Guides and Handouts
Site of the popular TurnItIn detection service that provides good
definitions, guidelines and printable handouts.
of Alberta Guide to Plagiarism
Well structured site with handouts and online resources for both
faculty and students.
Be alert in order to detect clues and red flags within assignments. Ask
yourself about these common indicators of plagiarism:
- Quality of writing differs in sections?
- Does it contain stylistic variations (fonts, headers, links, layout)?
- Paper/outcome differs from actual assignment?
Student work exceeds his/her research and writing abilities:
- Specialized vocabulary or elevated jargon used?
- Highly sophisticated writing style not aligned with previous
Examine the bibliography:
- Are most of the citations from older sources?
- Most materials referenced not found in our library system?
- Differing citation style than what you assigned?
Trust your instincts! If
you suspect you've got a little instance of academic dishonesty on your
hands, strategize and investigate. Better than having it
surgically removed ...
Library subscription databases for source articles.
- Select database(s) by Subject appropriate for the paper topic in order to locate and verify cited (or search for non-referenced) articles.
- Advanced search feature usually allows for phrase searching.
2. Use Google (or another web search tool)
to search for suspicious phrases or paragraphs that may originate from
- Conduct a bound phrase search (use quotation marks to enclose
- OR use Advanced Search option (allows for exact phrase searching).
3. Search for suspicious phrases or paragraphs within paper mills.
Cheat House: Possibly the most popular
"term paper for purchase (or trade)" site. Ability to search
from hundreds of available topics,
includes a rating system for users to find lower level through higher quality papers.
- EssayFinder: Self-advertises
as "The #1 Essay and Paper Search Engine" with over 50,000
essays and reports available for purchase. A free brief
description of each essay proves useful.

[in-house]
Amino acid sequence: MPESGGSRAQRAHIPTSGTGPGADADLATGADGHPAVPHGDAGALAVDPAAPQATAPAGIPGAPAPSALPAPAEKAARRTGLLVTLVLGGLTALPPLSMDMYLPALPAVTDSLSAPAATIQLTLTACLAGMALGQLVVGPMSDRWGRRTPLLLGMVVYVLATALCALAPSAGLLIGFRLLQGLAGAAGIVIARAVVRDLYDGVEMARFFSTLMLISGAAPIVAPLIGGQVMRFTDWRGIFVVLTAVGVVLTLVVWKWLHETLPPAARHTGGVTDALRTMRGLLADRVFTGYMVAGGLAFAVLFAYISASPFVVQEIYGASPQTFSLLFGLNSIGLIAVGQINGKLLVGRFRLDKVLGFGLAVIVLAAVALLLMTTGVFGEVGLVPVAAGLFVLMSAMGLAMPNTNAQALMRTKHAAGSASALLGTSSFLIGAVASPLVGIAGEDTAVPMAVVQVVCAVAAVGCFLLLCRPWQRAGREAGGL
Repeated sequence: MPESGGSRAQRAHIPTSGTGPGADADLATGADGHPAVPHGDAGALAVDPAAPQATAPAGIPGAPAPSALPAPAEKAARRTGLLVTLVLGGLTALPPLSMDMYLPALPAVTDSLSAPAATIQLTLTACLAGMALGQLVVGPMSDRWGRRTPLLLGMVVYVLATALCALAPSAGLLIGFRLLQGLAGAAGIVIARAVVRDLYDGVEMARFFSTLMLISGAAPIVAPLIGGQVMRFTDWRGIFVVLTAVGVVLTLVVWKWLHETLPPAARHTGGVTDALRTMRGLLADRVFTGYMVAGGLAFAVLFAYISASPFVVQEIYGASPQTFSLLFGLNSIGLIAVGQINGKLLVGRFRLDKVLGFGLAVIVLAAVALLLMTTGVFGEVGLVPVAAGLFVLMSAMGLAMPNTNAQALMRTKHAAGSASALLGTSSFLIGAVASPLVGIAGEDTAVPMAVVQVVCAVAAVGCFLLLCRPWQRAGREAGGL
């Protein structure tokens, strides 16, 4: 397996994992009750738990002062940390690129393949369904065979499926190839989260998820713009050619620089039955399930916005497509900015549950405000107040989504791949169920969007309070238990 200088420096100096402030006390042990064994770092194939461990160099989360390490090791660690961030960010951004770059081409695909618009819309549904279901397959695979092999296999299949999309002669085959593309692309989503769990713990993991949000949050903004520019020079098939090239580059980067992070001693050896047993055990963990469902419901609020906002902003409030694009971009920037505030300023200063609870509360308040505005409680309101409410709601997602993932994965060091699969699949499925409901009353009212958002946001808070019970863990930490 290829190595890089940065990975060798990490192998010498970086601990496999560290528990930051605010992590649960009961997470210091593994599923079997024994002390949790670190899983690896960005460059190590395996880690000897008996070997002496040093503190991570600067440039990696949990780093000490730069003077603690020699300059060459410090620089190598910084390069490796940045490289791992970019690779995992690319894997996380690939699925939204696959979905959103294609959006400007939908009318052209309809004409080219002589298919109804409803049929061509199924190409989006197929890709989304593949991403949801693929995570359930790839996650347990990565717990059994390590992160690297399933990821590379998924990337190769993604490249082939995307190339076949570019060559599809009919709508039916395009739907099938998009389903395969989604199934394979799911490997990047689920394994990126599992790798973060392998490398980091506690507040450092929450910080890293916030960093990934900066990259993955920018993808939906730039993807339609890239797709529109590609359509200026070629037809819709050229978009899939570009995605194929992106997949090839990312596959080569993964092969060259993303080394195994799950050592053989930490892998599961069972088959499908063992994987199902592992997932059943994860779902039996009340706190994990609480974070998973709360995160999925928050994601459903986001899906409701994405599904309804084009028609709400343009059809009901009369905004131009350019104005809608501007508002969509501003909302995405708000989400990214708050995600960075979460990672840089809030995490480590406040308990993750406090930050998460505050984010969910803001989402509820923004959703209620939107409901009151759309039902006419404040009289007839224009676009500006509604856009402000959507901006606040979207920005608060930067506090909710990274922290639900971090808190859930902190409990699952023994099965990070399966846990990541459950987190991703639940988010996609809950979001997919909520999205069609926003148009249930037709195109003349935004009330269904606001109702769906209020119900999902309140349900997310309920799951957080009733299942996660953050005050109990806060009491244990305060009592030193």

- Further Fee-based Paper
Mills as listed by the Google directory.
Detection Software and Services
Detection service subscriptions are available on an individual basis or
you might wish to consider requesting an institutional subscription from the appropriate campus office.
Perhaps the highest rate of detection among subscription software, TurnItIn searches not only a large portion of the
web, but also a number of full-text proprietary databases.
Software which compares a submitted essay to "anything" on the web.
Occasionally offers a 15-day free trial.
Glatt Plagiarism Screening:
Alternative screening software for detecting plagiarism from purchased
papers, other students and books. Also offers teaching/educational
software as well as a free, online plagiarism self-test available for concerned
More Detection Services:
Excellent list and information about available detection software and
services from LeMoyne College.
- Certain “free” detection services and websites have been found to share an IP address with paper mill sites. Such a guise may be one way that paper mills expand their paper-product offerings.
- Potential copyright issues arise in dealing with student work.
It's highly recommended that you submit only sections or phrases from
works rather than the entire paper.
Plagiarism - Definitions and information for students.
- Useful links and tips on how to document/cite both print and electronic resource information.
Web Information - Checklist and teaching tool for critically analyzing web sites and
Copyright Resources - Useful links and tips on everything you need to know about copyright and intellectual
property at UNCA.